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Function box

An independant variable x is passed through the function f. The value of the function is signified by f(x).

Utilization of Functions
A function is a relationship between input(s) and output(s). It can be represented as a formula or equation; for example, a formula or equation can be written as follows:

a = b 3 • c

This is valid but there exists a notation specific to functions; they can be written in the format of a pair of parentheses containing the independant variables separated by commas after the dependant variable as such:

a(b,c) = b • 3 • c

Here the relationship between the input and output is that the output is three times the input. The function [a] takes two parameters [b and c] and performs the specified operations. The final value after the evaluation is the value of a(b,c). Therefore, a(6,4) = 6 • 3 • 4 = 72 or simply, a(6,4) = 72. This statement can be represented in a natural language like English as well:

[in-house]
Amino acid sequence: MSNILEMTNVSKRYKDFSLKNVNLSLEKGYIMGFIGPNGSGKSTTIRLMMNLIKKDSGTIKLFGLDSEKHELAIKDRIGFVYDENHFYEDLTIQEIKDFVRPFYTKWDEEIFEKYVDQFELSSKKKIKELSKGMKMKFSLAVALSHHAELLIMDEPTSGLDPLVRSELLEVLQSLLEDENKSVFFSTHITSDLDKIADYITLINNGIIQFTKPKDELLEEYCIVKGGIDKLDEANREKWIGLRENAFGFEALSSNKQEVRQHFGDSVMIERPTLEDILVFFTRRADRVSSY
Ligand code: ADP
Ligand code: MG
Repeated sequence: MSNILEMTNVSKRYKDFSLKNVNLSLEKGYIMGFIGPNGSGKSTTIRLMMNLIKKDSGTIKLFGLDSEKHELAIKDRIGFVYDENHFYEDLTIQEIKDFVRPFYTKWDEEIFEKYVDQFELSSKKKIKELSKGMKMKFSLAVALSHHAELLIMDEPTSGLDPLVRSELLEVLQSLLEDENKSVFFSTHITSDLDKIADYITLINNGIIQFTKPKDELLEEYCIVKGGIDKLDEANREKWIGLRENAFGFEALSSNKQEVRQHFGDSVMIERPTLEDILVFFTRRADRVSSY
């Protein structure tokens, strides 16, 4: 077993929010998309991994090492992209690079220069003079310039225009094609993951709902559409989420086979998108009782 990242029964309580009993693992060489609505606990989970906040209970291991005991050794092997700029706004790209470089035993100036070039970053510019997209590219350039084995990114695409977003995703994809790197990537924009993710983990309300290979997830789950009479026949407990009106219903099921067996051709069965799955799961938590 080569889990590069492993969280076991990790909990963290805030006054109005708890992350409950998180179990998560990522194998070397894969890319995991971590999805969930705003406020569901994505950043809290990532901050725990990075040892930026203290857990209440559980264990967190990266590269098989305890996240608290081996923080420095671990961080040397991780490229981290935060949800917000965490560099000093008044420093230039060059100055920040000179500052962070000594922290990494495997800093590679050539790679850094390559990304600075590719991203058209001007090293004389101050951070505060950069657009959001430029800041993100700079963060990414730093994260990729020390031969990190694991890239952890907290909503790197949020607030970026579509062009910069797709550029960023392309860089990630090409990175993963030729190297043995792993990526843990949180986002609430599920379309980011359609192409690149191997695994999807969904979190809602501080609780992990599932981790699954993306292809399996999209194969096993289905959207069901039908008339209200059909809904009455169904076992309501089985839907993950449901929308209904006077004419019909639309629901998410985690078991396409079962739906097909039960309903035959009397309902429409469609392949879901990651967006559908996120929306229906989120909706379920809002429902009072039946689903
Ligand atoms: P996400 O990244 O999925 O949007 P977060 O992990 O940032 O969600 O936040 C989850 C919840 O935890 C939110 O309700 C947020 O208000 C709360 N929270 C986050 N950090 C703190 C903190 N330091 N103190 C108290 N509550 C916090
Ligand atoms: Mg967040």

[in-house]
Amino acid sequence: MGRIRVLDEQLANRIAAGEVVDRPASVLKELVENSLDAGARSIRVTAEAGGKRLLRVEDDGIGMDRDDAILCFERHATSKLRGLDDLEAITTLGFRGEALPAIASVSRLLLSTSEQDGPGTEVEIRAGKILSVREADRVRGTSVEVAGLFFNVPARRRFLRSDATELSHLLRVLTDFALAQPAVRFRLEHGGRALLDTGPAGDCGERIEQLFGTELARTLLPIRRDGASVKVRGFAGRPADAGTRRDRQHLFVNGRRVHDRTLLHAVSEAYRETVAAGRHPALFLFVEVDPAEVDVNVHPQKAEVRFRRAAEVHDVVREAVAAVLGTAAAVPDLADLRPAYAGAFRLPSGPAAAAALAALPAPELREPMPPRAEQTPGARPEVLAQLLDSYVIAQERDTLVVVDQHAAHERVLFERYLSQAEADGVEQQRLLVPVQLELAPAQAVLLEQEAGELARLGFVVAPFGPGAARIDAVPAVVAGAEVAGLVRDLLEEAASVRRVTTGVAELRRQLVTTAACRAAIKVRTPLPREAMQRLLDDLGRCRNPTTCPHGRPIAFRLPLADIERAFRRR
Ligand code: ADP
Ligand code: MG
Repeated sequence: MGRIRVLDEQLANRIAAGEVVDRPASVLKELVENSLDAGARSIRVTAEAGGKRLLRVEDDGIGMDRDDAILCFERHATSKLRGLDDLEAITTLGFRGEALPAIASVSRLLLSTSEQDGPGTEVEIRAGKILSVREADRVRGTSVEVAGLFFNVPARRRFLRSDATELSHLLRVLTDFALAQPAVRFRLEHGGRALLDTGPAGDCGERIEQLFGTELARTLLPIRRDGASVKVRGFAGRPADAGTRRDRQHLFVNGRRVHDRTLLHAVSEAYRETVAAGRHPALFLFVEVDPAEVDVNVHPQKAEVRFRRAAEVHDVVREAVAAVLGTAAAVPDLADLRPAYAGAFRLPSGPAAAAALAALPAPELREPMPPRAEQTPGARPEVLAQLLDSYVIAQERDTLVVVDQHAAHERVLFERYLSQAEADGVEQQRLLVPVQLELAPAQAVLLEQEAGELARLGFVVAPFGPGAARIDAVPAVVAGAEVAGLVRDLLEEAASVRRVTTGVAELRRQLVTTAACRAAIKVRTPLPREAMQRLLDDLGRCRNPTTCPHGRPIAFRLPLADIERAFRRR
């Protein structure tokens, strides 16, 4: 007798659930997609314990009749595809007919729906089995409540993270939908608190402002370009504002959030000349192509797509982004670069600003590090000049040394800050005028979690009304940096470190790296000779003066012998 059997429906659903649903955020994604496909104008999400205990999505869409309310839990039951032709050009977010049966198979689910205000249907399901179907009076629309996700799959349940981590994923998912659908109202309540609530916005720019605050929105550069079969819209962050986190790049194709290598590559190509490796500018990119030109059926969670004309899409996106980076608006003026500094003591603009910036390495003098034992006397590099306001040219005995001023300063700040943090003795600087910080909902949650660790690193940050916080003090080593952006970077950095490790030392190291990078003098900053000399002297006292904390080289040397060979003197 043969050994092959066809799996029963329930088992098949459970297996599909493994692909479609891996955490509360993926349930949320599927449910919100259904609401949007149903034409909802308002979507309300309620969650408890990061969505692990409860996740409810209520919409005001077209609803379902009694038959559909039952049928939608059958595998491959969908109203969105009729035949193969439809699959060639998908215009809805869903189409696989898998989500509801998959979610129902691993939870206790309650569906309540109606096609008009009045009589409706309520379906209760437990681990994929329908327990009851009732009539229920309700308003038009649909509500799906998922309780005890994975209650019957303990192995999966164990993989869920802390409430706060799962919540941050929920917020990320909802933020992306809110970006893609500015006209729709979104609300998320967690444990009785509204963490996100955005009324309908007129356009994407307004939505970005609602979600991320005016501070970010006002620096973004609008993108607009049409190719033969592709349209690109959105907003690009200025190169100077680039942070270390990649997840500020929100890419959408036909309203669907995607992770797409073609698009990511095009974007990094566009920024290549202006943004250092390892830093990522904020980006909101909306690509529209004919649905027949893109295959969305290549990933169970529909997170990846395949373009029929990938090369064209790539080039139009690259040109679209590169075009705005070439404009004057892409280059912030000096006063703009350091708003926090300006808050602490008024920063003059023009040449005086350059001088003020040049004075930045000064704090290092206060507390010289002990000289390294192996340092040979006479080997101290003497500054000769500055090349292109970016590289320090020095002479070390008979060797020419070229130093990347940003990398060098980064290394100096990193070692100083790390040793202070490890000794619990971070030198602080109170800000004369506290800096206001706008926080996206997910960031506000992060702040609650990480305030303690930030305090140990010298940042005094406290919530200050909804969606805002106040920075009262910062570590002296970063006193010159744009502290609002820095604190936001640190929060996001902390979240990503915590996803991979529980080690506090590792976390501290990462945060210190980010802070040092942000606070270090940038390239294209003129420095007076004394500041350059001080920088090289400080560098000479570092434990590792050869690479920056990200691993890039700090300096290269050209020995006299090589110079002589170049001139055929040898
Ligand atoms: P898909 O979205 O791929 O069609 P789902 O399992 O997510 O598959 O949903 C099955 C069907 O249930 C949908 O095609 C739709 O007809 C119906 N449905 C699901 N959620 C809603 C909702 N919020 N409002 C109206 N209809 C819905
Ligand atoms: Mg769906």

The function a of six and four is 72.

Functions can also be nested within each other's parameters, e.g:

a(i) = i + (i + 1)

f(x) = x + (x + 1)

Therefore:

f(a(1)) = f(1 + (1 + 1)) = (1 + (1 + 1)) + ((1 + (1 + 1)) + 1) = 3 + (3 + 1) = 3 + 4 = 7

This is called function composition and there is a special notation for performing it; in terms of the above case, that is:

f ∘ a(1) 

It should be noted that the common or more expected and accepted notation for an example of a function is f(x) or f of x, as f acts as an abbreviation of the word function and is the generally accepted symbol for an unknown or arbitrary independant variable.

Graphs of FunctionsEdit